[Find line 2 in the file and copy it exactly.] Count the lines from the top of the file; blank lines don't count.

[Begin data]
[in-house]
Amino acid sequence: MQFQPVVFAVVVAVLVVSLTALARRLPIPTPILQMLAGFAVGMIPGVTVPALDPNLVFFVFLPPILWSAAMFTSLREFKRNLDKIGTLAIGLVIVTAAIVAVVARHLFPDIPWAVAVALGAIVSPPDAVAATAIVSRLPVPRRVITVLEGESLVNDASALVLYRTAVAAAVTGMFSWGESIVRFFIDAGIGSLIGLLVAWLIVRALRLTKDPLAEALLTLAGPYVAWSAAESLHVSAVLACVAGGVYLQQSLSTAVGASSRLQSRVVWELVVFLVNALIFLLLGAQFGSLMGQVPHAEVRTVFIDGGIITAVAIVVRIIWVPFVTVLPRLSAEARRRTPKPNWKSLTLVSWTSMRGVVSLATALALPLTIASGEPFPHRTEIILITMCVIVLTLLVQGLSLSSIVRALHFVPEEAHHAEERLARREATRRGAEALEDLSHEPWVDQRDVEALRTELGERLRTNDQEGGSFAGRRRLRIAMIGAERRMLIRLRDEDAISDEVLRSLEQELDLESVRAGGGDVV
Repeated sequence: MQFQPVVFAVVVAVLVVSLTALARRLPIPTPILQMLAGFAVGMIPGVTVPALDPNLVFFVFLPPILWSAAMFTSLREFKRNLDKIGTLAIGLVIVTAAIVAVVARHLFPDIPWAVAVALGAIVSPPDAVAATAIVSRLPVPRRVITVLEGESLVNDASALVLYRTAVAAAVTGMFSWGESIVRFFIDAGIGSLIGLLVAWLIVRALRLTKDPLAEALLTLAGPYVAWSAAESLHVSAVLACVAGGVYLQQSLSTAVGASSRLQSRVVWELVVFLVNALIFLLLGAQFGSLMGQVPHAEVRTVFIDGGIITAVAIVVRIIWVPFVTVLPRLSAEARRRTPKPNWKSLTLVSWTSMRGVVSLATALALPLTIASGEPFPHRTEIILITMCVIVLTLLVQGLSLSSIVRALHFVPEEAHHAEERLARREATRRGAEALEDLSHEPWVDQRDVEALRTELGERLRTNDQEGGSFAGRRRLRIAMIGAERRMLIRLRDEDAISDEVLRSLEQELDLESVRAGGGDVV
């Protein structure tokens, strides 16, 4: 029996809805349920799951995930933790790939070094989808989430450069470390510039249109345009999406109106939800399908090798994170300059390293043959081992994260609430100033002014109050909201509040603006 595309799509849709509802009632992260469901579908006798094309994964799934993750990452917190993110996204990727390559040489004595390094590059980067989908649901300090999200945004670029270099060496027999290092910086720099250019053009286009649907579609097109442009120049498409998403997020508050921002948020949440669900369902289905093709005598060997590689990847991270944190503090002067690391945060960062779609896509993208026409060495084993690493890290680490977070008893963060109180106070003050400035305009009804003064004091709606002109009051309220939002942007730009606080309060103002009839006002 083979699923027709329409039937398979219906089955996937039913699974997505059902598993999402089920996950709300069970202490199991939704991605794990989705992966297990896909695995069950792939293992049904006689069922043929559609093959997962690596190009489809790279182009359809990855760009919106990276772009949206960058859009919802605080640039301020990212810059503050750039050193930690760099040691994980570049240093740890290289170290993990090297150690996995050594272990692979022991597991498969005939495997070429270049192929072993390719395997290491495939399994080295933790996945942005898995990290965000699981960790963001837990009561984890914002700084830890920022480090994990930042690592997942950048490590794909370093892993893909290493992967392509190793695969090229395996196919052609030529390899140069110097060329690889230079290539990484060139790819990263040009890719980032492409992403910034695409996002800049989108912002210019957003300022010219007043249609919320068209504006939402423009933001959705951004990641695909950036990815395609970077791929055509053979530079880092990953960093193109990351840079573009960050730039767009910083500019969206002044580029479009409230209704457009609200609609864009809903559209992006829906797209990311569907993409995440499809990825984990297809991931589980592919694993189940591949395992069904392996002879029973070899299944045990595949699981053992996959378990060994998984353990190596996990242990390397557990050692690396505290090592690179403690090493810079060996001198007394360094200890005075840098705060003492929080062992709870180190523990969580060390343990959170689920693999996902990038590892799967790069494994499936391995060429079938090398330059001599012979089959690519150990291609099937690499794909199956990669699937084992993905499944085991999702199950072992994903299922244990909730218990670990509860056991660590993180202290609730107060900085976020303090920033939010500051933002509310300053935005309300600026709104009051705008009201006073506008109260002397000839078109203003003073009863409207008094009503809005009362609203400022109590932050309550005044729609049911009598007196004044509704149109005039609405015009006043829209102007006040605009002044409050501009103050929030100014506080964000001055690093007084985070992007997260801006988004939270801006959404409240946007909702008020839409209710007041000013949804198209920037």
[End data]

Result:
Amino acid sequence: MQFQPVVFAVVVAVLVVSLTALARRLPIPTPILQMLAGFAVGMIPGVTVPALDPNLVFFVFLPPILWSAAMFTSLREFKRNLDKIGTLAIGLVIVTAAIVAVVARHLFPDIPWAVAVALGAIVSPPDAVAATAIVSRLPVPRRVITVLEGESLVNDASALVLYRTAVAAAVTGMFSWGESIVRFFIDAGIGSLIGLLVAWLIVRALRLTKDPLAEALLTLAGPYVAWSAAESLHVSAVLACVAGGVYLQQSLSTAVGASSRLQSRVVWELVVFLVNALIFLLLGAQFGSLMGQVPHAEVRTVFIDGGIITAVAIVVRIIWVPFVTVLPRLSAEARRRTPKPNWKSLTLVSWTSMRGVVSLATALALPLTIASGEPFPHRTEIILITMCVIVLTLLVQGLSLSSIVRALHFVPEEAHHAEERLARREATRRGAEALEDLSHEPWVDQRDVEALRTELGERLRTNDQEGGSFAGRRRLRIAMIGAERRMLIRLRDEDAISDEVLRSLEQELDLESVRAGGGDVV